Tuesday, 26 March 2013

Lime putty or lime paint?

I live in Italy, so my expressions for techniques and materials may differ from those normally used in English. I apologize if this sometimes leads to confusion! Since the debate on preserving traditional skills is close to the hearts of many I wanted to clarify why I use the term "lime putty" painting:
Up until about 50 years ago decorators here were able to slake there own lime ( slaking being the term used for describing the process of obtaining putty) My colleague still remembers as a young painter going to a deposit to do this ( n.b. only a while back decorators here often made their own paintbrushes!) Fortunately now the deposit sells the putty in sacks. Point being; If you wanted to paint with lime, you got putty.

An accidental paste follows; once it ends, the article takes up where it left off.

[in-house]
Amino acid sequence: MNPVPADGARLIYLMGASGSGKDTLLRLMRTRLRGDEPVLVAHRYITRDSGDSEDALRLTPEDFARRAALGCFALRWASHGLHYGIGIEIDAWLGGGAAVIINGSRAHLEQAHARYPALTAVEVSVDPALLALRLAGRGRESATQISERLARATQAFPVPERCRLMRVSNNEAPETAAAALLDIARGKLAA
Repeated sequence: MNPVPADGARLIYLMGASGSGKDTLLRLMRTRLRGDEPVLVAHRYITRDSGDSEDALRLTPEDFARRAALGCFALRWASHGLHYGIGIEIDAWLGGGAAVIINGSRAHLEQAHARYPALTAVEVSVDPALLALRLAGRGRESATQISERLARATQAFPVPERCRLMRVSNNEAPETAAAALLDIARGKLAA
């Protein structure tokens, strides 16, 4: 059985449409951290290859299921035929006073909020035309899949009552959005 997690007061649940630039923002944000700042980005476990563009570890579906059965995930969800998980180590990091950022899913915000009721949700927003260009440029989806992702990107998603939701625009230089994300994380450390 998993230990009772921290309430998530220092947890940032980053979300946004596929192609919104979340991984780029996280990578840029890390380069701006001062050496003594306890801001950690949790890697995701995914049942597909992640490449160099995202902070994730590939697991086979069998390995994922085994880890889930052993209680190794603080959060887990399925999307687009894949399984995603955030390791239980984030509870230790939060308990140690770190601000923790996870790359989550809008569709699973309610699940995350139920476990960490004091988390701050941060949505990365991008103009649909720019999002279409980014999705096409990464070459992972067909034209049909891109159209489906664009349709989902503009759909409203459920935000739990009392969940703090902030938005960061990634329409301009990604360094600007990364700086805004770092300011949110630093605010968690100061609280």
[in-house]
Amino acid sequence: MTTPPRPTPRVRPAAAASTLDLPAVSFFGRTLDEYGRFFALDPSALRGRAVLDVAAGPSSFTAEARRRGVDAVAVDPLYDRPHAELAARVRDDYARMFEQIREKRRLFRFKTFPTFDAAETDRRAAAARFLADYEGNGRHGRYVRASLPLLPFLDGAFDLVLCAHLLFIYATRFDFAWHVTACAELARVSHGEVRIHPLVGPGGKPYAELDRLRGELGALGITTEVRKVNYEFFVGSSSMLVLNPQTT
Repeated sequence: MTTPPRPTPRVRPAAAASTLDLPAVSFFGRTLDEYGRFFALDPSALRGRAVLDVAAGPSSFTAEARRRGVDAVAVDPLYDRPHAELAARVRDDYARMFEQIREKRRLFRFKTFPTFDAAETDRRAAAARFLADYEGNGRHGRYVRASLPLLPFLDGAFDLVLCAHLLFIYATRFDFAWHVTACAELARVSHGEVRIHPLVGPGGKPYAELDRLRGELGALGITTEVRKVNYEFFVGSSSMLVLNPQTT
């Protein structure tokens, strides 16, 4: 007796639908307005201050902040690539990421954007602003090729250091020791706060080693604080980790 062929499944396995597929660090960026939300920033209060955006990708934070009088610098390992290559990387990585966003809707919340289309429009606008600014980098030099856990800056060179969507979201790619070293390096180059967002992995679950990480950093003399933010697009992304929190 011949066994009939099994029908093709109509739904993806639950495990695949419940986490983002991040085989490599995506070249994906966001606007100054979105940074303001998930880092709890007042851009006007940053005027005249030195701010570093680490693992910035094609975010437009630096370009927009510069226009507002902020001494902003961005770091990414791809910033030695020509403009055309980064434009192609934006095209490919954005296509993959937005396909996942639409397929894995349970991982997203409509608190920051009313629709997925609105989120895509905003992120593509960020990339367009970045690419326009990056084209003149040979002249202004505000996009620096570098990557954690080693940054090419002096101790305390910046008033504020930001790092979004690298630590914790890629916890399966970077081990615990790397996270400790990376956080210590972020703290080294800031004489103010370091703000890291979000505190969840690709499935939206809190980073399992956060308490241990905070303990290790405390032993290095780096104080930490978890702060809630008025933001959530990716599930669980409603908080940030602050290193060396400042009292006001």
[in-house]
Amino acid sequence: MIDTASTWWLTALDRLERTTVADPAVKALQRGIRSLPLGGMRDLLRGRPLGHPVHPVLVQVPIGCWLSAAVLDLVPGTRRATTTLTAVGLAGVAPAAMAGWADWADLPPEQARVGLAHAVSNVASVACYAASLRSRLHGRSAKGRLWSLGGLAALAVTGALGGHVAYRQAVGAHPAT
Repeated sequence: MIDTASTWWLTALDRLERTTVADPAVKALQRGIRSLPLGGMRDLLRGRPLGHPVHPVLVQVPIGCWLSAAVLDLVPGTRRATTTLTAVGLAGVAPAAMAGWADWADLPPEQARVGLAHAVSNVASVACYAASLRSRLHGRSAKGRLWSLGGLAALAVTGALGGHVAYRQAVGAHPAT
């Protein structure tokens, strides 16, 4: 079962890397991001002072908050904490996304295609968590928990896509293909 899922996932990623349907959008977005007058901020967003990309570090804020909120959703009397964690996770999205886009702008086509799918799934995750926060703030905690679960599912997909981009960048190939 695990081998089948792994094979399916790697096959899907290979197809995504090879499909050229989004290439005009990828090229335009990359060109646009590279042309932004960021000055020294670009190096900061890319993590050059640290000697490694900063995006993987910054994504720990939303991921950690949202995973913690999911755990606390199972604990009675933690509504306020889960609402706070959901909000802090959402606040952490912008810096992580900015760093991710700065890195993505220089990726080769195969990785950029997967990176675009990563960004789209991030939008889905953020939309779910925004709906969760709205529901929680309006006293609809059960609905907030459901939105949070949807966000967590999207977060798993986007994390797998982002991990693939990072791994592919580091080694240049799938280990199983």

Recently in Italy and I presume all over the world, products are available on the market that are manufactured as lime-paint or wash and are ready to use, some brands are available even ready-tinted. Without discussing their validity, those who were trained in the method of using lime putty as a bases for making up their paints for grisaille decoration, tend to continue to do so. The reason for this is simple, the product performance and result is different. We must necessarily use the product that best responds to our needs. So if you buy a brand product and it works well for you, then you have your tool. I too, use most materials for decorating, depending on what I have to do or what has already been used on the plaster. Linguistically however, the only way I have to explain the method I use when propositioning lime, is to say "I use LIME PUTTY" because if I were to say lime-wash in Italy, chances are I am talking about using a brand manufactured lime. Hope this has cleared up the misunderstanding!